Open and vulnerable communication between intimate partners is at the core of
a relationship’s capacity to survive and thrive. It is what builds trust, clears the
way for authenticity, and opens the gates to true intimacy. If relationship partners
do not feel seen, heard, understood, and safe, as they express their innermost
desires and fears, they will never know the joy of blending souls.
Yet, despite the plethora of available guidance, many of the couples I see are still
woefully inept in understanding what the other partner means and feels. Despite
their attempts to learn successful communication skills, they continue to
misunderstand and misinterpret one another.
In practicing relationship therapy for the past four-plus decades, I am continually
called upon to act as a translator. I have to teach each partner how to interpret
what they hear, how to accurately feed it back to the other, and to make sure
that they are heard in return.
Are there behaviors that that are not being taught that could help those
misunderstandings occur less often? What are the missing pieces that would solve
that puzzle? By finding them, can we make what is seems so complicated easier to
practice and master? And can we do it in a simple and manageable way?
Following are the eight behaviors that I teach couples that can immediately and
effectively be game changers. They are simple but crucial for communication to
All relationships are compilations of the past, the present, and the upcoming
future. There is no accurate communication possible if both partners do not
acknowledge all three as they attempt to connect. What happened before always
affects what is happening now and how that will alter or change the future.
That doesn’t mean the license to rehash the past to try to get a different outcome
in the present. But it does mean talking about what precedes the current
communication task and where do both partners want to end up at the end of
sharing something together?
2) Enough Time for Each Partner to Speak
Too soon in many communication processes, one partner begins to overtalk the
other or share more than the other can take in. The attempt at connection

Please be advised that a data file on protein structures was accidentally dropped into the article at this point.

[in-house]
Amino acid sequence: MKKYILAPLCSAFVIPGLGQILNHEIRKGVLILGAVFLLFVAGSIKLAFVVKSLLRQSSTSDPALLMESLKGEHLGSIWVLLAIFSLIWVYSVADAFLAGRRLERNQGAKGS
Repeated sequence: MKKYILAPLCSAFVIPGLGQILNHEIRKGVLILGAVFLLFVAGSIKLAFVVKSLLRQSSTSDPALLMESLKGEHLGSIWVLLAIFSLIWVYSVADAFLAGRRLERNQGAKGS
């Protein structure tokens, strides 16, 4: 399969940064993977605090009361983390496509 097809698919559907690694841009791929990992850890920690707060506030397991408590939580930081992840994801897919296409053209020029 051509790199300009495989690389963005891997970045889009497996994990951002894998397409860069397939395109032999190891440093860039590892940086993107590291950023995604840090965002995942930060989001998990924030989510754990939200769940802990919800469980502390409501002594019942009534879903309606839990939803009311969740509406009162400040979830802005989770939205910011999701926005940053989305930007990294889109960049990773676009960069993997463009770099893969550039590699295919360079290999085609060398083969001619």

becomes a competition to be heard and neither will be able to listen.
Partners can choose any item that feels meaningful to both of them and only
speak when they are holding that item, and for a mutually agreed-upon period of
time. The person listening must sum up what they have heard and felt before
receiving their turn.
3) Watching for Trauma Triggers
As relationships mature, both partners will experience triggers from each other
that activate past traumas. The closer people get to each other, the more
unresolved or painful experiences from the past will work their way to the
When that happens, the triggered partner will become more unreasonable,
reactive, and defensive, often in a much more dramatic way than the interaction
would seem to have caused. It is crucial that the partner seeing that response
immediately let go of what was being talked about and help the other understand
what they are experiencing.
4) Proximity without Preoccupation
Successful communication cannot occur unless the partners are physically close to
each other and give their full attention to the process at hand. The farther apart
they are physically, the more likely they will begin to see the other as someone
from their past and begin to project unresolved feelings onto them.
If there is to be a true connection, both partners must put all else aside, focus on
only each other, and commit to listening and learning without judgment or
5) Defining Terms
Many well-intentioned communication attempts are sabotaged by a lack of
clarification of what each partner means by the words and phrases they use.
Culture, gender, age, education, relationship history, childhood aphorisms,
meaningful past experiences, can all put a different spin when the background is
not understood by the other.
Before either partner takes offense, feels defensive, or pushes back in any way,
they need to ask the other what the word or phrase means to them, where it
came from, and what they are trying to share when they use it.
6) Reading the Other’s Non-Verbal Cues
In almost all cultures, over ninety percent of intimate communication is not about
words but how they are conveyed. Children immediately know when a parent is
angry or burdened by their facial expression, body language, voice intonation, and
rhythm. The phrase, “Of course I love you,” can communicate irritation, dismissal,
or reassurance depending on those non-verbal cues.
Somehow, many people forget that and rely on finding the right words. Using “I”
statements to express cooperation, for instance, means nothing if the non-verbal
cues are implying blame. It is up to each partner to become more congruent with
what they say and what they actually feel behind the words. Hidden agendas are
less likely to stay hidden when non-verbal cues are understood.
7) Talking “to” Rather than “at” or “about”
There is no faster way to lose a listener that to talk at them, rather than to them
or about them. Successful communicators sense immediately when the other
partner is no longer able to take more in, and acknowledge it.
It may be hard on the ego to realize that what is being said is no longer of
interest, but the alternative is to talk to someone who is not there.
To create a communication process that deepens and becomes richer over time,
both partners must live in the minds and hearts of each other in every phrase
they share. If you slap a child, you should simultaneously feel the slap on your
own face at the same time.
Partners who trust one another know that the other is always tuned in,
monitoring how the other is receiving that communication and including that
awareness in what they say. No one is perfect, and sometimes hurt and anger
block that desire to feel the effect of a behavior on the other, but that absence of
mutual experience must be acknowledged.